FOD Fireball’s Observations of the Day February 26 through 28, 2017

Spring Baseball is here!

My faith in mankind is once again renewed!  Spring baseball has started.  “You can observe a lot by watching.” And, “You can see a lot just by observing.”  Of course those are both quotes from Yogi Berra.  Anyway, catch a game over the next couple days before many of the players depart for the World Baseball Classic (WBC).  The WBC is an international baseball tournament sanctioned from 2006 to 2013 by the International Baseball Federation (IBAF) and after 2013 by the World Baseball Softball Confederation (WBSC). It was proposed to the IBAF by Major League Baseball (MLB), the Major League Baseball Players Association (MLBPA), and other professional baseball leagues and their players associations around the world. It is the main baseball tournament sanctioned by the WBSC, which grants to the winner the title of “World Champion”.  After a 3-year gap between the first two installments of the tournament, plans were made for the World Baseball Classic to be repeated every four years following the 2009 event. The third installment of the Classic was held in 2013, and the next is scheduled to commence in the next few days in South Korea.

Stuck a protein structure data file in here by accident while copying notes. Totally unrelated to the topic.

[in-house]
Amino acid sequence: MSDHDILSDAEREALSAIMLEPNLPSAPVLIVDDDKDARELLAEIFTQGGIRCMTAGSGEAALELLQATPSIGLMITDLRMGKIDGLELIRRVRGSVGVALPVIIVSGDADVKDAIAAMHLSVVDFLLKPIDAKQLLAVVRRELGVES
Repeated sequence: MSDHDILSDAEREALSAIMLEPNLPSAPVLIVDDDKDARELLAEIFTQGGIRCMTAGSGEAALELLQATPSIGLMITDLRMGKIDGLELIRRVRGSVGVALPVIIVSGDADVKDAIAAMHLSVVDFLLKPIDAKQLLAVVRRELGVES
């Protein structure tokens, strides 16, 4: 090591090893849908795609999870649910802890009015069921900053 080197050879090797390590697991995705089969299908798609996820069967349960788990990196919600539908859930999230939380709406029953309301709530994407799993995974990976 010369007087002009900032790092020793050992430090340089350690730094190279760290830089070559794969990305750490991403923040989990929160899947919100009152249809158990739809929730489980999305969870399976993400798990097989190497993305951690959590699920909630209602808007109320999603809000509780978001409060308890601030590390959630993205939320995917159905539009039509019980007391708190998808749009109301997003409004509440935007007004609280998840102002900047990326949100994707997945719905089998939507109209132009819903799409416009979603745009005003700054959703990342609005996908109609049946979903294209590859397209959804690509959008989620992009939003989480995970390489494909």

Bye, Bye, Bilden

I find it interesting that Philip Bilden, President Trump’s initial choice for Secretary of the Navy has withdrawn his name from consideration.  “After an extensive review process,” Bilden said, “I have determined that I will not be able to satisfy the Office of Government Ethics requirements without undue disruption and materially adverse divestment of my family’s private financial interests.”  He’s a Hong Kong-based venture capitalist with Harbour Vest Partners and very rich money dude.  His only military experience is 10 years as an Army Reservist.  He attended the US Army Intelligence Center and School at Fort Huachuca, AZ.  He never deployed and his time on active duty is … unclear.  During, his time in the Reserves, he attended Harvard Business School however. No word on whether he used Veterans benefits to pay for his education.  Thanks for playing, Mr. Bilden!  We wouldn’t want your personal investment interests to become secondary to any possible service to your nation.

 

China To Spy On Camp Lemonnier